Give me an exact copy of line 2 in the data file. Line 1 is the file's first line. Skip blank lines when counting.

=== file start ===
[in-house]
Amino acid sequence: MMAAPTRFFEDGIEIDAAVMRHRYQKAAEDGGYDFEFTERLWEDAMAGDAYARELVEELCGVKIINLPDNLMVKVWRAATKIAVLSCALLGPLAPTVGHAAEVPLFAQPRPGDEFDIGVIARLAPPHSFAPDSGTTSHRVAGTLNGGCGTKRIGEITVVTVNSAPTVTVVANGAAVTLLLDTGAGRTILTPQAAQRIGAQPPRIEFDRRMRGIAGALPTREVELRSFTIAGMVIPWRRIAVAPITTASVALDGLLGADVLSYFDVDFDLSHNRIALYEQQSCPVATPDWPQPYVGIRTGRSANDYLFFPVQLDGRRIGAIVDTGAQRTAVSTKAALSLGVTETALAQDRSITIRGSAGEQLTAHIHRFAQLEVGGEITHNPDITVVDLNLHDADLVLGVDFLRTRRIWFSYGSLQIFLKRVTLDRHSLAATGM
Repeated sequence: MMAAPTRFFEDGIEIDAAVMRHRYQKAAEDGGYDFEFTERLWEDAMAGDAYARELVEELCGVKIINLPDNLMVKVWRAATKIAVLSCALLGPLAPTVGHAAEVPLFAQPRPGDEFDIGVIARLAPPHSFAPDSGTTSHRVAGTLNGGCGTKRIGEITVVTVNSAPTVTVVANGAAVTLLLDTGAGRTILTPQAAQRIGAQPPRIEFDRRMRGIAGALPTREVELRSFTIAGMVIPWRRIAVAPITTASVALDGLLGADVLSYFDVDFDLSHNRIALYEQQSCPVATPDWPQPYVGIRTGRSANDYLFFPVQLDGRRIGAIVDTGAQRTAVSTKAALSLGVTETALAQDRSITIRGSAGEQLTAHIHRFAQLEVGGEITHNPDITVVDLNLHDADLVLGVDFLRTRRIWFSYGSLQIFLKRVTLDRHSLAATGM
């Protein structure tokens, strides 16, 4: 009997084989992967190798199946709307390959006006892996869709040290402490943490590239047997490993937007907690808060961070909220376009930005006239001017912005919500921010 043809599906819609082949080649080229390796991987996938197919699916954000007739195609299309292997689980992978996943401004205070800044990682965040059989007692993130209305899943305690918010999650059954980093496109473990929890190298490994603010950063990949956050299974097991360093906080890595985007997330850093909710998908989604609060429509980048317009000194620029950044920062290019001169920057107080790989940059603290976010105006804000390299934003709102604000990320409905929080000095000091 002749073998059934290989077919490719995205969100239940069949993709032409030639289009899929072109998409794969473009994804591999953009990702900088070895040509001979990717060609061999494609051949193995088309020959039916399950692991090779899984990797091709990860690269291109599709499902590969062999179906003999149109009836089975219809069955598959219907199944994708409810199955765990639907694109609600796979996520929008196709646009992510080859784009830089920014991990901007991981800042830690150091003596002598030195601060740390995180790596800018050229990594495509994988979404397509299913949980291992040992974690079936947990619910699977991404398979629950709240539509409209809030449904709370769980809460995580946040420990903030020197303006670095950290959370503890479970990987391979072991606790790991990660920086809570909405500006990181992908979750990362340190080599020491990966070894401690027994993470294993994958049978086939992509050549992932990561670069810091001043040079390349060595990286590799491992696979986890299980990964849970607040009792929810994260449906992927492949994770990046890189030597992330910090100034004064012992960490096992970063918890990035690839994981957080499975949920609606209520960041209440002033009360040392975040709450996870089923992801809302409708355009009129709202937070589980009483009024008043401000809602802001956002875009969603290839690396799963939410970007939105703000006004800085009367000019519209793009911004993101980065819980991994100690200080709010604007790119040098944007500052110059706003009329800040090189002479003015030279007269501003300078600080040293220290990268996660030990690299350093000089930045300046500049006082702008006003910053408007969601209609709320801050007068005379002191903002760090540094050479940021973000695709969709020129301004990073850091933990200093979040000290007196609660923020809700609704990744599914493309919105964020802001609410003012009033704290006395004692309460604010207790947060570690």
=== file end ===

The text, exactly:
Amino acid sequence: MMAAPTRFFEDGIEIDAAVMRHRYQKAAEDGGYDFEFTERLWEDAMAGDAYARELVEELCGVKIINLPDNLMVKVWRAATKIAVLSCALLGPLAPTVGHAAEVPLFAQPRPGDEFDIGVIARLAPPHSFAPDSGTTSHRVAGTLNGGCGTKRIGEITVVTVNSAPTVTVVANGAAVTLLLDTGAGRTILTPQAAQRIGAQPPRIEFDRRMRGIAGALPTREVELRSFTIAGMVIPWRRIAVAPITTASVALDGLLGADVLSYFDVDFDLSHNRIALYEQQSCPVATPDWPQPYVGIRTGRSANDYLFFPVQLDGRRIGAIVDTGAQRTAVSTKAALSLGVTETALAQDRSITIRGSAGEQLTAHIHRFAQLEVGGEITHNPDITVVDLNLHDADLVLGVDFLRTRRIWFSYGSLQIFLKRVTLDRHSLAATGM